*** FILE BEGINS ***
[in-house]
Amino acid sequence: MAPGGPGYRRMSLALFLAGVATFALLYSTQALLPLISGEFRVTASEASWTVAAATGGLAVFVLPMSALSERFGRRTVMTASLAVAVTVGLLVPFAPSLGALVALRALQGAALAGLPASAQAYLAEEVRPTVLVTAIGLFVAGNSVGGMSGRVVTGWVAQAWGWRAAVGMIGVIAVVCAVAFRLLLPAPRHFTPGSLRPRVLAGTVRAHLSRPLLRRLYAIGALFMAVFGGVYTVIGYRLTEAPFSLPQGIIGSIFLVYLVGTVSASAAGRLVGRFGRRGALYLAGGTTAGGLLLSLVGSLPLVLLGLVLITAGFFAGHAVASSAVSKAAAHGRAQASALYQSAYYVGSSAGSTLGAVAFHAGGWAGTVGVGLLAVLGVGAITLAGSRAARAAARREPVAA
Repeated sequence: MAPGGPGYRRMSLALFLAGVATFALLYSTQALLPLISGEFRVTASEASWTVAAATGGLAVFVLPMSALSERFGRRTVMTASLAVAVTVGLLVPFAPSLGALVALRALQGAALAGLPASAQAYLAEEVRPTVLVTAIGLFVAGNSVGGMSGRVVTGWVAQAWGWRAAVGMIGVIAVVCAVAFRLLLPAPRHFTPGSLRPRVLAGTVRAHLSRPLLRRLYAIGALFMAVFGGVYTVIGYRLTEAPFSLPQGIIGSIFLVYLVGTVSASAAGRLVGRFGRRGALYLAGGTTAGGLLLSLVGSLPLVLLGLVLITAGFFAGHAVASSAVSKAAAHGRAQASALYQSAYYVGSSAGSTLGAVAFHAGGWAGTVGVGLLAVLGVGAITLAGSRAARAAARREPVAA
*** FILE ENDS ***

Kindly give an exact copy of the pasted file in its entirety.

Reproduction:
[in-house]
Amino acid sequence: MAPGGPGYRRMSLALFLAGVATFALLYSTQALLPLISGEFRVTASEASWTVAAATGGLAVFVLPMSALSERFGRRTVMTASLAVAVTVGLLVPFAPSLGALVALRALQGAALAGLPASAQAYLAEEVRPTVLVTAIGLFVAGNSVGGMSGRVVTGWVAQAWGWRAAVGMIGVIAVVCAVAFRLLLPAPRHFTPGSLRPRVLAGTVRAHLSRPLLRRLYAIGALFMAVFGGVYTVIGYRLTEAPFSLPQGIIGSIFLVYLVGTVSASAAGRLVGRFGRRGALYLAGGTTAGGLLLSLVGSLPLVLLGLVLITAGFFAGHAVASSAVSKAAAHGRAQASALYQSAYYVGSSAGSTLGAVAFHAGGWAGTVGVGLLAVLGVGAITLAGSRAARAAARREPVAA
Repeated sequence: MAPGGPGYRRMSLALFLAGVATFALLYSTQALLPLISGEFRVTASEASWTVAAATGGLAVFVLPMSALSERFGRRTVMTASLAVAVTVGLLVPFAPSLGALVALRALQGAALAGLPASAQAYLAEEVRPTVLVTAIGLFVAGNSVGGMSGRVVTGWVAQAWGWRAAVGMIGVIAVVCAVAFRLLLPAPRHFTPGSLRPRVLAGTVRAHLSRPLLRRLYAIGALFMAVFGGVYTVIGYRLTEAPFSLPQGIIGSIFLVYLVGTVSASAAGRLVGRFGRRGALYLAGGTTAGGLLLSLVGSLPLVLLGLVLITAGFFAGHAVASSAVSKAAAHGRAQASALYQSAYYVGSSAGSTLGAVAFHAGGWAGTVGVGLLAVLGVGAITLAGSRAARAAARREPVAA